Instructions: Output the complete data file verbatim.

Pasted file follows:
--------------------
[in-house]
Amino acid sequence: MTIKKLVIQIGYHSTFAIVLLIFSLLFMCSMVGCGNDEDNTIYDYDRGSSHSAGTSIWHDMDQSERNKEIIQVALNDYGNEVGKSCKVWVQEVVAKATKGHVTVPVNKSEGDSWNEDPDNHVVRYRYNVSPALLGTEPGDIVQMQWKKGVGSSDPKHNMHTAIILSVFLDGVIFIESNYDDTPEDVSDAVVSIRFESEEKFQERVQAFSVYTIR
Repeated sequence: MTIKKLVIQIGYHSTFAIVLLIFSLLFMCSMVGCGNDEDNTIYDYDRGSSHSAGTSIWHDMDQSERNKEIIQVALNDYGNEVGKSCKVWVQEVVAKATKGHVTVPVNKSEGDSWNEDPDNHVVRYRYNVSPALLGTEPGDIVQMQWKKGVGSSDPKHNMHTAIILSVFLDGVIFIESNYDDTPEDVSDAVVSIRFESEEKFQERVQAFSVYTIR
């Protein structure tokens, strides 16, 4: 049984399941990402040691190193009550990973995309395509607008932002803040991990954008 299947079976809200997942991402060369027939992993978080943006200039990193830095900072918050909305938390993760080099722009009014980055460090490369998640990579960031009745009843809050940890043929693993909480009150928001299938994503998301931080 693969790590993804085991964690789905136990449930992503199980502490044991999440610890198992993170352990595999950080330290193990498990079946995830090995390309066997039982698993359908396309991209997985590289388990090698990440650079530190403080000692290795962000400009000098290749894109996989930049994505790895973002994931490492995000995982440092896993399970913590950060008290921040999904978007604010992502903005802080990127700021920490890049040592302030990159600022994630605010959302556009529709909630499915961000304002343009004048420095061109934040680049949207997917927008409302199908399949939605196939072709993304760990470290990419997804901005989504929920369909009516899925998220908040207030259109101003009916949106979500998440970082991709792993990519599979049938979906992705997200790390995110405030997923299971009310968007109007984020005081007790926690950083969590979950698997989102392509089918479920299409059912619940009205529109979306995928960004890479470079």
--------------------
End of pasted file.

[in-house]
Amino acid sequence: MTIKKLVIQIGYHSTFAIVLLIFSLLFMCSMVGCGNDEDNTIYDYDRGSSHSAGTSIWHDMDQSERNKEIIQVALNDYGNEVGKSCKVWVQEVVAKATKGHVTVPVNKSEGDSWNEDPDNHVVRYRYNVSPALLGTEPGDIVQMQWKKGVGSSDPKHNMHTAIILSVFLDGVIFIESNYDDTPEDVSDAVVSIRFESEEKFQERVQAFSVYTIR
Repeated sequence: MTIKKLVIQIGYHSTFAIVLLIFSLLFMCSMVGCGNDEDNTIYDYDRGSSHSAGTSIWHDMDQSERNKEIIQVALNDYGNEVGKSCKVWVQEVVAKATKGHVTVPVNKSEGDSWNEDPDNHVVRYRYNVSPALLGTEPGDIVQMQWKKGVGSSDPKHNMHTAIILSVFLDGVIFIESNYDDTPEDVSDAVVSIRFESEEKFQERVQAFSVYTIR
């Protein structure tokens, strides 16, 4: 049984399941990402040691190193009550990973995309395509607008932002803040991990954008 299947079976809200997942991402060369027939992993978080943006200039990193830095900072918050909305938390993760080099722009009014980055460090490369998640990579960031009745009843809050940890043929693993909480009150928001299938994503998301931080 693969790590993804085991964690789905136990449930992503199980502490044991999440610890198992993170352990595999950080330290193990498990079946995830090995390309066997039982698993359908396309991209997985590289388990090698990440650079530190403080000692290795962000400009000098290749894109996989930049994505790895973002994931490492995000995982440092896993399970913590950060008290921040999904978007604010992502903005802080990127700021920490890049040592302030990159600022994630605010959302556009529709909630499915961000304002343009004048420095061109934040680049949207997917927008409302199908399949939605196939072709993304760990470290990419997804901005989504929920369909009516899925998220908040207030259109101003009916949106979500998440970082991709792993990519599979049938979906992705997200790390995110405030997923299971009310968007109007984020005081007790926690950083969590979950698997989102392509089918479920299409059912619940009205529109979306995928960004890479470079």